Politics & Policy

In Washington State, Unions Advance a Ballot Measure to Keep Members in the Dark

(Dreamstime image: Lane Erickson)
The aim is to stop a think tank from informing union members that they don’t have to belong.

On November 8, voters across the state of Washington will decide Ballot Initiative 1501, the Seniors and Vulnerable Individuals’ Safety and Financial Crimes Prevention Act. If passed, the measure’s proponents claim, I-1501 will increase criminal penalties for targeting seniors and vulnerable individuals in acts of identity theft and consumer fraud and will prohibit the release of any public records that may facilitate such crimes. But it would accomplish neither objective. The measure’s sole sponsor, the Service Employees International Union (SEIU), is brazenly attempting to deceive voters and misuse the statewide initiative process.

To look into the facts is to discover that I-1501’s intent has nothing to do with protecting citizens, and everything to do with altering the Public Records Act to prevent the Freedom Foundation, a conservative think tank, from obtaining the membership list of the SEIU – and, specifically, from obtaining the names of members who serve as home care providers and informing them of their constitutional right to opt out of paying union fees.

In 2014, the U.S. Supreme Court ruled that state-employed care providers have the option of leaving unions such as the SEIU, and since then, the Freedom Foundation has aggressively taken action. Its strategy is to file public records requests, obtain union membership lists, and contact every member, even if it has to go door to door, to inform those who have been left in the dark that they can stop paying into the union. “A lot of people didn’t even know they were in the union, or that they were having the dues being deducted from their Medicaid reimbursement checks,” Brian Minnich, the executive vice president of the Freedom Foundation, tells National Review.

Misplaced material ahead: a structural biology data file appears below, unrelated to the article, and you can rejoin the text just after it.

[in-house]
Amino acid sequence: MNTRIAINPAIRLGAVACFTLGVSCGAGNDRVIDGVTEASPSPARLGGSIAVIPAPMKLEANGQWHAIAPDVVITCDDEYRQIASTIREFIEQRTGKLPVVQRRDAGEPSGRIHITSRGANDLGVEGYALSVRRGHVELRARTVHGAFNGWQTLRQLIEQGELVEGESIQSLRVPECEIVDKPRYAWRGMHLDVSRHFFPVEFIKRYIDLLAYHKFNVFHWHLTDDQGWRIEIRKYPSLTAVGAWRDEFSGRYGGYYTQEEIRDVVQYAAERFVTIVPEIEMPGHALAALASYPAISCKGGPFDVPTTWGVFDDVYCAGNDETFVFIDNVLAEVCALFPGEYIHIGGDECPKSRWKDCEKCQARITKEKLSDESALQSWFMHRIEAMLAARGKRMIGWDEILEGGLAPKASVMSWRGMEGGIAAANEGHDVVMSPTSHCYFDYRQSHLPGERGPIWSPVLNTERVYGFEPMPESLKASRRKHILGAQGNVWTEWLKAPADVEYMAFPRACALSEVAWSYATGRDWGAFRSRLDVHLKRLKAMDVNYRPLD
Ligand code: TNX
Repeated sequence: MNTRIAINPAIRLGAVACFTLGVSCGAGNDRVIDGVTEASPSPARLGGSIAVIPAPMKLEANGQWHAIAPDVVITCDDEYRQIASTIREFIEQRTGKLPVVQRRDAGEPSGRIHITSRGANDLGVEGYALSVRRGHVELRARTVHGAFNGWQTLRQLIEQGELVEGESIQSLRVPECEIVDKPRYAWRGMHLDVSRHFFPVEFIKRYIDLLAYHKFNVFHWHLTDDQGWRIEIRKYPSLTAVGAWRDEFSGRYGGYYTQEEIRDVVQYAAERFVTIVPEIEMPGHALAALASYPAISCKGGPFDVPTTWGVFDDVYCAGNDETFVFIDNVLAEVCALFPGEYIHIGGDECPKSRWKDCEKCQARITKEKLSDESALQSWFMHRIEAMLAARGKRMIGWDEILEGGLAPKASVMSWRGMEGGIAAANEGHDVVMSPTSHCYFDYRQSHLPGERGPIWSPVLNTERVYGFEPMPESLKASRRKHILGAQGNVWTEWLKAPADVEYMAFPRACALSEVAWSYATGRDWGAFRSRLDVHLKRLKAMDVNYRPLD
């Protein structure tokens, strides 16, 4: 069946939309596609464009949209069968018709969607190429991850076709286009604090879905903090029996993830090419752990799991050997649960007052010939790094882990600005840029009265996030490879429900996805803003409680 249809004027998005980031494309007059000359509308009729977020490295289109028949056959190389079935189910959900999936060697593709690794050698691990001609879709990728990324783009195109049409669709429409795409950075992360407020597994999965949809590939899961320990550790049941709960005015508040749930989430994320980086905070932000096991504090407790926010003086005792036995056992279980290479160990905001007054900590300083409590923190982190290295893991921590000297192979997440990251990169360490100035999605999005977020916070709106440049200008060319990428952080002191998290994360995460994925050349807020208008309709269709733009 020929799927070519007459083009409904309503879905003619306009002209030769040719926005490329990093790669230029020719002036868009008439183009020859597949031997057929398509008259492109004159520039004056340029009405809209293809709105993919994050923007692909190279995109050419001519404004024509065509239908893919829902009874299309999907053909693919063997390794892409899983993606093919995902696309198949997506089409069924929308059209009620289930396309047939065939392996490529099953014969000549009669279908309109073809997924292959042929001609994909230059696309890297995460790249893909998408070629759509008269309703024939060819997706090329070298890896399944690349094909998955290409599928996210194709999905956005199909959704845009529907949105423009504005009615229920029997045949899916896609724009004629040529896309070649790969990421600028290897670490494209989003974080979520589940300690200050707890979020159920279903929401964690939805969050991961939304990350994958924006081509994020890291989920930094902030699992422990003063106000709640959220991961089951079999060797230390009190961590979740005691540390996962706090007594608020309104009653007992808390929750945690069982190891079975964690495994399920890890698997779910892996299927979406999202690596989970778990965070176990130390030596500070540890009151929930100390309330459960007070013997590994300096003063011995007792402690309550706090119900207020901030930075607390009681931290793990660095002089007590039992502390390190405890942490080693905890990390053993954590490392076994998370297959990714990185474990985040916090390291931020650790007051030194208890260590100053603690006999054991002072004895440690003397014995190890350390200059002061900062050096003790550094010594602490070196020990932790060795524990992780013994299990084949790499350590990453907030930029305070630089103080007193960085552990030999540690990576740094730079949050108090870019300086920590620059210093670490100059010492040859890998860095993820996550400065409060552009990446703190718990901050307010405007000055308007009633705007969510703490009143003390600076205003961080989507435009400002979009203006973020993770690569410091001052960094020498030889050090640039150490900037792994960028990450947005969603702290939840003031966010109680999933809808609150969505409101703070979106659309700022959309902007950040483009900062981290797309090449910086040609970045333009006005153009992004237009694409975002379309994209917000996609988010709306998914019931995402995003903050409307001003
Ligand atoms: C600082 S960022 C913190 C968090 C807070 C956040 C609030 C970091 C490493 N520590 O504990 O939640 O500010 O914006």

The Freedom Foundation effortlessly obtained SEIU 925’s membership list through the Public Record Act and notified members of their rights. The union shrunk nearly 60 percent. In the courts, Washington’s other SEIU chapter, SEIU 775, challenged the Freedom Foundation’s use of public records, and the Freedom Foundation prevailed. The state supreme court refused to hear the union’s appeal. In the aftermath of its legal loss, SEIU has donated $1.6 million to fund I-1501 public advocacy in a final attempt to prevent the think tank from obtaining its membership list. The authors of I-1501 don’t explicitly state its true purpose, though. They have disguised the initiative with the spin that it protects seniors and vulnerable individuals from identity theft.

This notion that I-1501 would impede identity theft by prohibiting the release of public records is ludicrous. The state’s Public Records Act does not allow individuals to request sensitive information, and, as Minnich notes, the lists in question show only a member’s name and date of birth. “I-1501 is a Trojan horse,” as the Seattle Times editorial board perfectly describes the initiative and the SEIU’s attempt to deceive voters. Identity theft is a hot topic, and few people would oppose what seems to be an effort to close significant loopholes that identity thieves could exploit.

The SEIU has fully funded the campaign for I-1501, but it’s not just the powerful union that has deceived voters. The state’s attorney general has a responsibility to validate the title of each initiative, and clearly I-1501’s title does not represent that it would alter the Public Records Act. “The whole thing is just insidious,” Minnich says. “How in the world could you come up with a ballot title like that?”

If I-1501 passes, one effect will be that individuals will have less access to government records. Another noteworthy demand that the initiative stipulates is that within 180 days the department of social and health services will be required to “report to the governor and attorney general about any additional records that should be made exempt from public disclosure.” In other words, I-1501 would continue to erode the Public Records Act after it was implemented.

#related#Regardless of the outcome on November 8, the Freedom Foundation will continue to challenge SEIU and other unions by contacting their members. In just one month, SEIU 775 lost 1,600 dues-paying members because of the Freedom Foundation’s activism and message, which has clearly resonated.

Ballot Initiative 1501 is a sham that, if passed, will allow the SEIU to chip away at the Public Records Act for the sake of keeping members uninformed about their constitutional rights. On November 8, Washington State voters should read past I-1501’s reassuring title, which is a Trojan horse.

Austin YackAustin Yack is a William F. Buckley Fellow in Political Journalism at the National Review Institute and a University of California, Santa Barbara alumnus.

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